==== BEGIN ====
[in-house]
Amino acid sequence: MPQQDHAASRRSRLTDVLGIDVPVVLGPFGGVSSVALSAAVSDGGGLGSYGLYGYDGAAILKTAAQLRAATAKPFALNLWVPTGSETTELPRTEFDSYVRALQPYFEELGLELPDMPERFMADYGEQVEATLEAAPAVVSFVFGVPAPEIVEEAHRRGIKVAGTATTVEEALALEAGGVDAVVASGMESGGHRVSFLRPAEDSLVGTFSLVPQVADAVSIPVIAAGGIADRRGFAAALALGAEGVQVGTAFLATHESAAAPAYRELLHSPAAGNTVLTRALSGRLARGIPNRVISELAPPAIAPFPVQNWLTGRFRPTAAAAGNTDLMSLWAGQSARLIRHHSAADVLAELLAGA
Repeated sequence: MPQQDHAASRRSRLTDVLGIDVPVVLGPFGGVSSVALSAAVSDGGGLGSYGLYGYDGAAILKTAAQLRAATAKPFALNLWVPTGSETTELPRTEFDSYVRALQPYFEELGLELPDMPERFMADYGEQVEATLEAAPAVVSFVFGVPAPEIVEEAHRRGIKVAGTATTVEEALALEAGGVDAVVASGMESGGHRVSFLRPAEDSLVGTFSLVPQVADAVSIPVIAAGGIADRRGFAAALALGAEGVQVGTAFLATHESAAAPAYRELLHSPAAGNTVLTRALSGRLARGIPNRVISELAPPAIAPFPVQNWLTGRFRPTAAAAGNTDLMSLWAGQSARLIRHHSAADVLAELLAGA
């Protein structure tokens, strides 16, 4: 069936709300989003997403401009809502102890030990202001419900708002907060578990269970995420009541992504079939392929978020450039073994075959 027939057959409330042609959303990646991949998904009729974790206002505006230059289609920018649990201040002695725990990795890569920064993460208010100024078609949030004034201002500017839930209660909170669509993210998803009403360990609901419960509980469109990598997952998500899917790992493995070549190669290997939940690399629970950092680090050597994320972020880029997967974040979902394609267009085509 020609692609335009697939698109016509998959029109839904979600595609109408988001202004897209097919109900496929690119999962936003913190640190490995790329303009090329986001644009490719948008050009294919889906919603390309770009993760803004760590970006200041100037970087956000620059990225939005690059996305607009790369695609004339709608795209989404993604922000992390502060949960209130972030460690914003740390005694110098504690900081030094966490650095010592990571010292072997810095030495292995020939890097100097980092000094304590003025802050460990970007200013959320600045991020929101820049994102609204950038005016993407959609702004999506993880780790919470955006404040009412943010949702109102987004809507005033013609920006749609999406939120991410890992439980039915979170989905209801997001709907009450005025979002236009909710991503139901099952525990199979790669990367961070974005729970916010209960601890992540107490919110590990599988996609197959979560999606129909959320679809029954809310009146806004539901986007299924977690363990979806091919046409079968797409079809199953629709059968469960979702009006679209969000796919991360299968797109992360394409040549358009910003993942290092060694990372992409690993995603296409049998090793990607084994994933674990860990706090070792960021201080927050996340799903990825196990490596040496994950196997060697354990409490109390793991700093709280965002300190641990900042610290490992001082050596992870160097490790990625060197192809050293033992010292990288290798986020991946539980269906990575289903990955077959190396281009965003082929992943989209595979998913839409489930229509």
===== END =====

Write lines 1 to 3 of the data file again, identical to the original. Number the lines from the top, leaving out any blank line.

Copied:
[in-house]
Amino acid sequence: MPQQDHAASRRSRLTDVLGIDVPVVLGPFGGVSSVALSAAVSDGGGLGSYGLYGYDGAAILKTAAQLRAATAKPFALNLWVPTGSETTELPRTEFDSYVRALQPYFEELGLELPDMPERFMADYGEQVEATLEAAPAVVSFVFGVPAPEIVEEAHRRGIKVAGTATTVEEALALEAGGVDAVVASGMESGGHRVSFLRPAEDSLVGTFSLVPQVADAVSIPVIAAGGIADRRGFAAALALGAEGVQVGTAFLATHESAAAPAYRELLHSPAAGNTVLTRALSGRLARGIPNRVISELAPPAIAPFPVQNWLTGRFRPTAAAAGNTDLMSLWAGQSARLIRHHSAADVLAELLAGA
Repeated sequence: MPQQDHAASRRSRLTDVLGIDVPVVLGPFGGVSSVALSAAVSDGGGLGSYGLYGYDGAAILKTAAQLRAATAKPFALNLWVPTGSETTELPRTEFDSYVRALQPYFEELGLELPDMPERFMADYGEQVEATLEAAPAVVSFVFGVPAPEIVEEAHRRGIKVAGTATTVEEALALEAGGVDAVVASGMESGGHRVSFLRPAEDSLVGTFSLVPQVADAVSIPVIAAGGIADRRGFAAALALGAEGVQVGTAFLATHESAAAPAYRELLHSPAAGNTVLTRALSGRLARGIPNRVISELAPPAIAPFPVQNWLTGRFRPTAAAAGNTDLMSLWAGQSARLIRHHSAADVLAELLAGA